As our Mid-Year Report continues, today we reveal the Top 10 Films of 2020 (So Far). If you missed it, be sure to revisit our Top 25 Albums and Songs So Far.
We had no idea.
When theaters shuttered their doors across the world, an integral part of our everyday lives shut down with them. Who knew how abrupt that loss would feel, and who knew how long it would take to get it back. Again, we had no idea.
All too often we don’t appreciate things until they’re gone — hey, that’s pretty much the human way — and the moviegoing experience is certainly one of them. In an age of streaming, we’re so inclined to sit back and stay home.
Look, we all have our reasons: Tickets are sky high, concessions break our wallets, and those cell phones! But, as we’ve learned these past few months amidst quarantine, nothing can replace the feeling of watching a new story with strangers.
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And yet nothing can stop a great story from being told, either. This list is a testament to that truth, especially since the majority of the selections you’re going to read about bypassed the red carpet and went straight to our living room rugs.
Six months into 2020, and the world looks much different than it did in January, that much we can all agree upon. Whether we’re still talking about these movies come December is anyone’s guess, but we’re willing to bet they stick around.
Of course, we have no idea.
10. Bad Education
Release Date: April 25th via HBO
Who’s In It? Hugh Jackman, Allison Janney, Geraldine Viswanathan, Alex Wolff, Rafael Casal, Stephen Spinella, Annaleigh Ashford, Ray Romano
You Gotta See This: Bad Education was like the writing of one of its main characters, Rachel Bhargava (Geraldine Viswanathan). Bhagvara, when tasked with doing some puff piece on a new construction project, managed to spend weeks and months uncovering years and millions of dollars’ worth of secrets. Embezzlement and false identities and bad publicity, oh my; the price of higher education. Bad Education went way deeper with more research, insight, and analysis of the education system than most imagined, offering a tidy and rich deep dive on the shallow side of why we send kids to school. It’s not just about grades, but what high walking schools and brand-name acceptance letters can buy in the long run. Come for the scandal, stay for the career-best work from Hugh Jackman, operating on multiple levels. Jackman’s superintendent Tassone carries the film’s repulsive, heartbreaking, and exasperating tone. –Blake Goble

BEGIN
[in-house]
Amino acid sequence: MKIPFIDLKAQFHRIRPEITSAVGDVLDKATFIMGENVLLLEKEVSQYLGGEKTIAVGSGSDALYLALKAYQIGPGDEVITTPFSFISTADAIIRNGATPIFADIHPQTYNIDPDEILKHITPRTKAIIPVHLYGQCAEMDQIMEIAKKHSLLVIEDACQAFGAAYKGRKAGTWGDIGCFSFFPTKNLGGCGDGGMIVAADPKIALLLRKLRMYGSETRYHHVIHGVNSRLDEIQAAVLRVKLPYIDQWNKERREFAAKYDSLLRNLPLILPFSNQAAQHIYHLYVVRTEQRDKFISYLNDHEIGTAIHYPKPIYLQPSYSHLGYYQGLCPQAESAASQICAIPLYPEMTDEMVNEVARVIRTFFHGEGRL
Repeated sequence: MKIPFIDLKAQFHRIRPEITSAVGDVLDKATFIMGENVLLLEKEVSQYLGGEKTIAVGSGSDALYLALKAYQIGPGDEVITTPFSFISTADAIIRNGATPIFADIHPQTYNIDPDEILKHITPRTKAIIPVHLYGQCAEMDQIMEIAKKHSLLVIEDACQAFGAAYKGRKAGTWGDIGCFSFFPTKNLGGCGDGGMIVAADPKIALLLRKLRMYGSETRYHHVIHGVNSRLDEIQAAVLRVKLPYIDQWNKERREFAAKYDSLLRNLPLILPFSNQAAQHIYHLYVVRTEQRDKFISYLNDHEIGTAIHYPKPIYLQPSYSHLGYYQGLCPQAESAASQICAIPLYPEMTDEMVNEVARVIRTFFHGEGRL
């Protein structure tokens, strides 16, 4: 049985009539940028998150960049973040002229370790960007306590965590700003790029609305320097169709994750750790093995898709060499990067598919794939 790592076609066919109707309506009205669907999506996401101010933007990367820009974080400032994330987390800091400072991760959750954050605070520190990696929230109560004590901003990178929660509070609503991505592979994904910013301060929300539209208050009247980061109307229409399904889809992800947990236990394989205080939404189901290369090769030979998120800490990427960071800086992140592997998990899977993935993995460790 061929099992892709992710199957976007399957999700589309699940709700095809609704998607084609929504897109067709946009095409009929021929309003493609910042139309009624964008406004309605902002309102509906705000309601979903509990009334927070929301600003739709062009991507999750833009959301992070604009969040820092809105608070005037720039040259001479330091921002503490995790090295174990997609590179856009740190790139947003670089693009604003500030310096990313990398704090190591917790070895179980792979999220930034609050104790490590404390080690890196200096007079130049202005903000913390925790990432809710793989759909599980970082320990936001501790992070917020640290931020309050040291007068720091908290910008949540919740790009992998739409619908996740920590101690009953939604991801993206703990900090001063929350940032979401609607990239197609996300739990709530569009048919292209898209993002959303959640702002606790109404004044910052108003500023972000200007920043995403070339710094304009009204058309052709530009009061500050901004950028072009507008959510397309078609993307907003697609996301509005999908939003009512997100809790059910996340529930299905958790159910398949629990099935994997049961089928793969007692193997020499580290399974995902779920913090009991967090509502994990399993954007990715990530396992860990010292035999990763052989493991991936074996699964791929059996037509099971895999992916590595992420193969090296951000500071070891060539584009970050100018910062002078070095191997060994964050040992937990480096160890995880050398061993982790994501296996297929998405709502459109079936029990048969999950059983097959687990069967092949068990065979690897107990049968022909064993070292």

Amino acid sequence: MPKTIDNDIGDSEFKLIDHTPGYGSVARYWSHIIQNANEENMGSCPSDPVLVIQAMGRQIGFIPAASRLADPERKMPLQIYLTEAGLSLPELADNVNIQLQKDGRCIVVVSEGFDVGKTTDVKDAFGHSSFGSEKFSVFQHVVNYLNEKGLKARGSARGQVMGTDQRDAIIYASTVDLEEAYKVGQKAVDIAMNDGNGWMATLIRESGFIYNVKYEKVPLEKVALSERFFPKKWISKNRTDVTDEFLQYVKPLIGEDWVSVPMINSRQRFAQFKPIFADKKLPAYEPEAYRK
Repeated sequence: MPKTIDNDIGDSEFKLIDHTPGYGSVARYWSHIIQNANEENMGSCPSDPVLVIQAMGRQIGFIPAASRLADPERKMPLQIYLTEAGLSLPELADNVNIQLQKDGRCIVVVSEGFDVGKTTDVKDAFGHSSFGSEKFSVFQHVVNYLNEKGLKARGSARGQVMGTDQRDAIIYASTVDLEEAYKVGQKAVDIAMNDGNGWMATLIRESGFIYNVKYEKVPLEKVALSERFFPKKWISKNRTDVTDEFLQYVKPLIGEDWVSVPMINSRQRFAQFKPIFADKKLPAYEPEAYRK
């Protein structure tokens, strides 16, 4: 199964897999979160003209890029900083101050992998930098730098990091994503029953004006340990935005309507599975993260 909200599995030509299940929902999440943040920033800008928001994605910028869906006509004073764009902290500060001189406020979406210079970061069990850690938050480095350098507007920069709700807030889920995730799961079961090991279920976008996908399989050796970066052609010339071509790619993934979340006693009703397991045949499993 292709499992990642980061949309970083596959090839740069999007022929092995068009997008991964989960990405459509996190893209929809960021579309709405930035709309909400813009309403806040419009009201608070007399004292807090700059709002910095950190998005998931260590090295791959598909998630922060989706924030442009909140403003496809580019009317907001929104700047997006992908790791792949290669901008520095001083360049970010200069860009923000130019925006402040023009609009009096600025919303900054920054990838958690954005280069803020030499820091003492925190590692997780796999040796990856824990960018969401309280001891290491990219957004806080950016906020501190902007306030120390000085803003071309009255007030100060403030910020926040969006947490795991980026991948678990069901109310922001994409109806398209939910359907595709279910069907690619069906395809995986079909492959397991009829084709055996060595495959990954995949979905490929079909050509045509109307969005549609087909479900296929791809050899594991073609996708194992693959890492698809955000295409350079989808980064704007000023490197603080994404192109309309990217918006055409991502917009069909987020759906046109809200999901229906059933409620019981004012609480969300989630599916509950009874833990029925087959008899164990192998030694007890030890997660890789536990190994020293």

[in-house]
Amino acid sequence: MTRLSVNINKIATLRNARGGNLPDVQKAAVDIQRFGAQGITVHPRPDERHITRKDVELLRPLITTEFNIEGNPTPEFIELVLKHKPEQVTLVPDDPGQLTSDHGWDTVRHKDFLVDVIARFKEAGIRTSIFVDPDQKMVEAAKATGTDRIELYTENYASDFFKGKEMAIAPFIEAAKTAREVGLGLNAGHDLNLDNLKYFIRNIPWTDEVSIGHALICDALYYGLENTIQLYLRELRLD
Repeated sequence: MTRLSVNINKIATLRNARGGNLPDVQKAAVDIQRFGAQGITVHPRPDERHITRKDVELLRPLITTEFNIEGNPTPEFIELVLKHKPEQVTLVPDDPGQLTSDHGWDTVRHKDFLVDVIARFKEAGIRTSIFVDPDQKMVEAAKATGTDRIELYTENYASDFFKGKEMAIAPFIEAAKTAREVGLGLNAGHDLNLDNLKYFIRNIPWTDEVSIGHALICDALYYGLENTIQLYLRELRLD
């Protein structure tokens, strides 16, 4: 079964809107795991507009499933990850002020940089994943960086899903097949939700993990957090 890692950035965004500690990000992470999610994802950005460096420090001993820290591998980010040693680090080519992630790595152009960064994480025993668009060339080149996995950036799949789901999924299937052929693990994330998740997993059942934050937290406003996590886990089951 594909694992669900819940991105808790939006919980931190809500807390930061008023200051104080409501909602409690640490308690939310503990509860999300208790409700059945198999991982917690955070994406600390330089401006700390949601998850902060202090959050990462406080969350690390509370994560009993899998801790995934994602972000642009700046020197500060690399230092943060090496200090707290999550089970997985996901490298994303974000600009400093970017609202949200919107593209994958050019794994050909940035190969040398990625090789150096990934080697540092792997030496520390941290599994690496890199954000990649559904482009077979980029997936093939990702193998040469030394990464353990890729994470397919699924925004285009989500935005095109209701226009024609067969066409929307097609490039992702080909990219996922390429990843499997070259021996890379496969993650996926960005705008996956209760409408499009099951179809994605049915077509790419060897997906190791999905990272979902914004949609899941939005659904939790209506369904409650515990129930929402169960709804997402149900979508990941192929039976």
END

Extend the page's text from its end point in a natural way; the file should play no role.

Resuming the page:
Extra! Extra! Read Matt Melis’ full review here.
Release Date: May 12th via Vertical Entertainment
Who’s In It? Tom Hardy, Linda Cardellini, Jack Lowden, Noel Fisher, Kyle MacLachlan, and Matt Dillon
You Gotta See This: Of all the people you expect to throw a comeback and succeed, very few would have bet on Josh Trank. Trank somehow drew the short straw of superhero mania, crafting two of the most interesting films in the canon and being lambasted for trying to subvert expectations. Detractors evidently needed to read any comic books because you never just assume a supervillain is dead and so here comes Trank roaring back to life with the most upsetting and atypically gorgeous character study of the year. His subject is a dying and miserable Al Capone (Tom Hardy). He’s lost control of his bladder, he can barely talk, and ghosts show up to haunt him just as pieces of his brain start failing him. Fact becomes fiction and myth in his syphilitic mind. Trank crafts a stately hall of mirrors out of a century of crime pulp and never once takes a moral position. Everyone here is guilty, everyone is doomed. We’ll only be remembered in dreams and movies. –Scout Tafoya